Far be it for me to say that I know more about PC marketing than the great Michael Dell, but obviously something had better change and it had better change fast. Because whether Dell cares to admit it or not, Apple is obviously offering something that Dell is not. Therefore, may I be so bold as to point out the following:
Sell an experience and product usability, not a “PC.”
Thanks to the Apple commercials, regardless of the truth to them or not, PCs are simply not as sought after as they once were. Apple has managed to clearly show its potential customers exactly why they should want a Mac and what they can then do with it once it’s been purchased.
What has Dell been able to show its customers?
“Here are the latest specs. Sure, most of you have no idea why you would need this information. But it’s faster, although we cannot clearly communicate why this matters to you, the end user. Still, come and buy it!”
The above approach is where Dell’s current ads and mailings are today. I personally feel that too much emphasis has been placed on the power user, while the bulk of its target market is not seeing any reason to bother upgrading to another Dell machine.
Dell needs to better communicate, through traditional media, why potential users should care. I realize this is hard to do as it does not have any control over the bugs and benefits of the new Windows OS. However, it needs to be looking into bundling freeware or Open Source applications in order to begin the slow process of undoing the damage of unwanted trialware and lackluster support from people who clearly have no idea what they are talking about.
It’s Like Microsoft Vista launch ads all over again.
When I first discovered the new Dell TV ad, I almost cried out of pity for the soon-to-be unemployed person who came up with it. So lame in fact, I cannot find it anywhere else except on the Dell site – not so with Apple commercials. Dell’s piece was trying to attract the same age crowd.
Go to this link and look at this new TV ad. It’s off-topic and it takes an entire minute of women prancing around like fools to get the point made! Now to be clear, it would have been a cool commercial for the Gap or even Best Buy. But this commercial only shares one benefit of the notebook with me – it’s flat and small. Wow, where do I rush out to buy one of these flat and small notebooks? Oh yeah, at the Apple store…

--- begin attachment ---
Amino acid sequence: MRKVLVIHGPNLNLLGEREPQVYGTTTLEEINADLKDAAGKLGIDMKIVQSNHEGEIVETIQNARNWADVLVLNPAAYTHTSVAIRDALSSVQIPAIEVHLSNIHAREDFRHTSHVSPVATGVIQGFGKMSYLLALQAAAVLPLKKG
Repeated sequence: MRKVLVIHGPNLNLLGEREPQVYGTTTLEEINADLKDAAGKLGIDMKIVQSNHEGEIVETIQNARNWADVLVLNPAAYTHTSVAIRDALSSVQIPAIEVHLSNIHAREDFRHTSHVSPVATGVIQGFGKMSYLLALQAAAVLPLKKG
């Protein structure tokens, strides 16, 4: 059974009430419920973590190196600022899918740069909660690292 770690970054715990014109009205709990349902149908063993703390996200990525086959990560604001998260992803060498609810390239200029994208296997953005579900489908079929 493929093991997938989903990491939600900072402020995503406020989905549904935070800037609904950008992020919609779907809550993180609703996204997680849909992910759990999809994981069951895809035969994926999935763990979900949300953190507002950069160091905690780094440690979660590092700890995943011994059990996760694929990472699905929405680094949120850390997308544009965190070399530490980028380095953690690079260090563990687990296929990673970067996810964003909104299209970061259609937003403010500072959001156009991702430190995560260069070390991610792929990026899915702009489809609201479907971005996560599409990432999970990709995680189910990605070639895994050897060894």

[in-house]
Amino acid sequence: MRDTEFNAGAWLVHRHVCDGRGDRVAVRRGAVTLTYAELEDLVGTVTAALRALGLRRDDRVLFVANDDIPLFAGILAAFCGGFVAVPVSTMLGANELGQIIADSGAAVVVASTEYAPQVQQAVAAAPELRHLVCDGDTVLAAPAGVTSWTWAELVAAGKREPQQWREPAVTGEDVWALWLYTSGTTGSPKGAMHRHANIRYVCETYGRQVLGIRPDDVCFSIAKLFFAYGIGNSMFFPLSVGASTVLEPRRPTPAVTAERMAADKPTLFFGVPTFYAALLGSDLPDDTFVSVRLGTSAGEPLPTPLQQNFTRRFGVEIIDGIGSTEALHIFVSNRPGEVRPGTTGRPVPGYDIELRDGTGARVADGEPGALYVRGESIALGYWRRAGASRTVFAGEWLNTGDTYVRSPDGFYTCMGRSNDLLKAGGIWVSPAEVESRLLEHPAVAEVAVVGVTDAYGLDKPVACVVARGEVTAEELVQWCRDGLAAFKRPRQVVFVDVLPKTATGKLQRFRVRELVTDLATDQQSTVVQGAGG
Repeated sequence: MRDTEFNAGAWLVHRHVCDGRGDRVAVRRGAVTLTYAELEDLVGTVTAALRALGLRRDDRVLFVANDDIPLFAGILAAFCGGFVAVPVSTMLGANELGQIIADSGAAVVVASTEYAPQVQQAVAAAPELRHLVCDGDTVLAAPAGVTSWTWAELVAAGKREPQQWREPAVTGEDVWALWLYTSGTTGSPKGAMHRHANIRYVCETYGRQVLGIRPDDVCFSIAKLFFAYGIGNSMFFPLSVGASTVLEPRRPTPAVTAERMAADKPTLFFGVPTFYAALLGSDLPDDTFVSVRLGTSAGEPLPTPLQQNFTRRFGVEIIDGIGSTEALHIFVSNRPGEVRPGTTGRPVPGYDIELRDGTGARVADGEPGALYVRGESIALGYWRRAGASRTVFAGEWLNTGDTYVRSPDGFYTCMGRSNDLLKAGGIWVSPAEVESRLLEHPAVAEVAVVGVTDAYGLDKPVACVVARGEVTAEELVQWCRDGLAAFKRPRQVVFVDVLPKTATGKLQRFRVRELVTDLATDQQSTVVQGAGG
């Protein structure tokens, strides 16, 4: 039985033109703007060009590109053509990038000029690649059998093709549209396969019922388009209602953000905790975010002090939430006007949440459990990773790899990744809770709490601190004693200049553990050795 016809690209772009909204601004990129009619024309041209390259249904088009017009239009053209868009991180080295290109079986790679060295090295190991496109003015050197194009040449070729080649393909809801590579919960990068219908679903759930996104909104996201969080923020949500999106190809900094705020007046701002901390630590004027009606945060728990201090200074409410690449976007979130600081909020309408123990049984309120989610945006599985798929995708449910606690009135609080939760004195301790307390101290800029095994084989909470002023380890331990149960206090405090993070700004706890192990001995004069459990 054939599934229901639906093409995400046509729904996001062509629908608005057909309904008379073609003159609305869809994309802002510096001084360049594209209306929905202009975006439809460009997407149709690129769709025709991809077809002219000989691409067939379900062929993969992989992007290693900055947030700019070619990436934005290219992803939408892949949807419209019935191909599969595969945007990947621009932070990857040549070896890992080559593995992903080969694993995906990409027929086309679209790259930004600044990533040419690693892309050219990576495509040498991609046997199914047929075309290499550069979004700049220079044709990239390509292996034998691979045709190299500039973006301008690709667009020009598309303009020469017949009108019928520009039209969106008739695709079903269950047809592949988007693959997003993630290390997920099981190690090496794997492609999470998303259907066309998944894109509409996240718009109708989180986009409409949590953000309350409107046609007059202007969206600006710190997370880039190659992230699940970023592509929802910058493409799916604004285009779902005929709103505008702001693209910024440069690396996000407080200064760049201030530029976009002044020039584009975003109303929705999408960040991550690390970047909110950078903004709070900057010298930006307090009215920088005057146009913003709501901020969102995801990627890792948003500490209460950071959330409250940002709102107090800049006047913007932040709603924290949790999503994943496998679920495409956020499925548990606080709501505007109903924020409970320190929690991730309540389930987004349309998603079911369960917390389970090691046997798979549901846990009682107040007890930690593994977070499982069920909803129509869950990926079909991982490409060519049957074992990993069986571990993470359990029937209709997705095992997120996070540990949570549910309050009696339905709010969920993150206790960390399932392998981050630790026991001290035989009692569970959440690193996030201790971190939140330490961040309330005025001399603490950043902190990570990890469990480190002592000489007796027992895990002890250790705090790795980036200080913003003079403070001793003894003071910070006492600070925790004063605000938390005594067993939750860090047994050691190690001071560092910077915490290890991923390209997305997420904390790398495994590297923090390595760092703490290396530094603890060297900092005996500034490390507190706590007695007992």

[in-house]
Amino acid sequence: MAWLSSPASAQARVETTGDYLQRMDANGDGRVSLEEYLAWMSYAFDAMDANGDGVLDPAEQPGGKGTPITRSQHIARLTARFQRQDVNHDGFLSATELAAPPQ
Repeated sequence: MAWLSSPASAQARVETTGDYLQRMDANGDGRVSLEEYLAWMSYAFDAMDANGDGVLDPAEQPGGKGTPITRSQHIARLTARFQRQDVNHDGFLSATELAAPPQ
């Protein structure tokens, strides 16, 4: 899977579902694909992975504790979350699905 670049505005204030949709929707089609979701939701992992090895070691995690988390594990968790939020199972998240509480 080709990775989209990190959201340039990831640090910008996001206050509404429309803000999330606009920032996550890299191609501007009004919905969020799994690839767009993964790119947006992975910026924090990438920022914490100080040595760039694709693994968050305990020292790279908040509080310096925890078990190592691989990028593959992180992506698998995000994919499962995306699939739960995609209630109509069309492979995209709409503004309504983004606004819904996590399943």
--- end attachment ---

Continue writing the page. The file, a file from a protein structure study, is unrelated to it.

Subtly insinuating that dropping a rather attractive engine into the notebook makes this computer fast still provides little sustaining value for the gamers it is trying to attract.
Crisis with an OS it has no control over.
Dell’s Linux efforts have been, at best, grassroots. Dell has strong feelings that it’s simply best to keep the target market at the migrating power user and this is a strong argument, be it one I still do not agree with should the right support be in place.
Regardless, Windows Vista has proven to be a disaster for Dell – that’s a simple fact. Despite the fact that Vista does, indeed, have way better security features than that of its XP cousin, people have simply grown tired of Vista’s growing pains.
Apple is handing Dell’s butt back to it in a bag because Apple has real control over the quality of the OS used on its products, pure and simple. OS X is a solid product. Even if I do not care for the UI myself, I have been recommending it over Vista left and right.
Short of the questionable use of restricted media formats on Ubuntu, if Dell provided peripherals for the end user using components that do work with Linux itself, there would absolutely no excuse not to take this to the mass user market – none. For the casual family, with the understanding that this is not Windows, which means that DRM goods are not happening here, Dell could finally recreate itself into something unique.
At this stage in the game, I am not going to say that it should try going exclusively Open Source. After all, it would lose millions, despite sagging sales figures. It’s a Windows world and there is nothing wrong with supporting that OS so long as customers are willing to purchase these goods from you. That said, things are coming to a head where Dell is going to have to rethink everything about itself – it’s already starting to happen. HP, among others, have them stomped thanks to the big box stores, as PC brand loyalty has little meaning to the average consumer.
It’s about immediate availability without shipping, offering a good price and providing the temptation to buy. If Dell hopes to have a snowball’s chance of future success, it will be embracing Ubuntu and developing better driver support for its products set to run on the distro as it will have no choice.
Vista has been a laughing fit for Windows, Linux, and OS X users alike. The entire release should have been a security-based Service Pack for XP as I have used it and can honestly say I do not see any appeal there whatsoever. I have heard some good things about Windows 7. Then again, that is assuming the word ‘bloat’ is finally being left at the door, real applications are bundled with it, and a clear vision of ‘why we want this’ has been given to us.
Windows XP was a success as it had the best from Win 2K and Windows 98SE. It rose from the ashes of Windows Me and with hope for Dell, Windows 7 had better do the same. Because thus far, Vista is not doing Dell or any other PC manufacturer any favors.
Oh, and to the folks who will (and it’s going to happen) point to Microsoft’s fantastic sales numbers, I would remind you that once you open that glossy looking Vista box from a retailer, you cannot return it. Fantastic sales, my eye! Try a monopoly bundled onto the distribution of most computers.
[tags]Windows, dell, PCs[/tags]